Once you know how much home you can afford, you can perform your home search based on your pre-approval amount or less.
- Plan ahead
It is crucial to determine how long you think you will be living in the property you are about to buy. It is pointless to buy a studio flat knowing you wish to start a family soon. Similarly, if your job or your financial circumstances are in any way to become unstable in the near future, make sure you will be covered financially.
- Find a diligent agent
Once you know how much you can spend, and what your planned future holds, you are ready to begin your search for an agent. Some buyers choose to first select their agent before doing any of the above. This might be a wise choice in many cases, as, if you have the right agent by your side, you are covered in all areas.
Your agent can help guide you through the financing part of buying a home and will have a better handle on the market. They will represent your interests and keep a constant eye out for newly-listed homes you might love. Look for an agent who is educated and who has lived in the area for a long time, knows the market, and who is knowledgeable about problems with potential homes and who’s invested in educating you about how to buy a home.
- Decide where you would like to live
If you aren’t sure about your specific location, spend some time in the areas you’re interested in at different times of the day to get a feel for the area. For instance, visit during rush hour and at night time.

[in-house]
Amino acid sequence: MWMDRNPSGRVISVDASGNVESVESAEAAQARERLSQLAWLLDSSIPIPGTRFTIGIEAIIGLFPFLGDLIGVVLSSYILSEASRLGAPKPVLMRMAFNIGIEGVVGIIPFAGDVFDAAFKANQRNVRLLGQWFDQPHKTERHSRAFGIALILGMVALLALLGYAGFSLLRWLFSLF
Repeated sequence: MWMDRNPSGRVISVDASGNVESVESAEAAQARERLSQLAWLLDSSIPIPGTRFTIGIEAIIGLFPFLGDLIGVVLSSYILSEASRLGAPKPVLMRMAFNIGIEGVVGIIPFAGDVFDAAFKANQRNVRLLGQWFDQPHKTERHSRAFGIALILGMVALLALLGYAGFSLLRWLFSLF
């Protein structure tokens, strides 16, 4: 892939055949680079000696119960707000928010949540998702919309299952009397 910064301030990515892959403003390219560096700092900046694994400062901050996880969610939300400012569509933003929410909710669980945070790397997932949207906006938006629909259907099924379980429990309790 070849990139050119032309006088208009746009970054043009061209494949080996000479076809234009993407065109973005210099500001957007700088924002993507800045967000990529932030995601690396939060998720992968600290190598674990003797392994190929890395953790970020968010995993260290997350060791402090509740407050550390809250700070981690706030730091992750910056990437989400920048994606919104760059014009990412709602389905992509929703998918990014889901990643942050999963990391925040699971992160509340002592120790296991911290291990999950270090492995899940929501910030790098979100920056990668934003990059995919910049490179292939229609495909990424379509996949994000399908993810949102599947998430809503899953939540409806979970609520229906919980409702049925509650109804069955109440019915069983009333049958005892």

Consider what you would prefer: an older, more established area, or a newer one? Do you like communities with plenty of activity or a secluded cul de sac with more privacy? Would you like to live in a gated community, or are you prepared to trade some security for your independence?
To some extent, the answers to these questions will help you decide where you should start looking, but you also need to consider whether these neighbourhoods are within easy reach of work, schools, public transport, medical services, shopping and entertainment facilities.
- Market research
The statement “Knowledge is power” applies multiple times to the process of buying property. A level-headed understanding of the property market, will give you an advantage.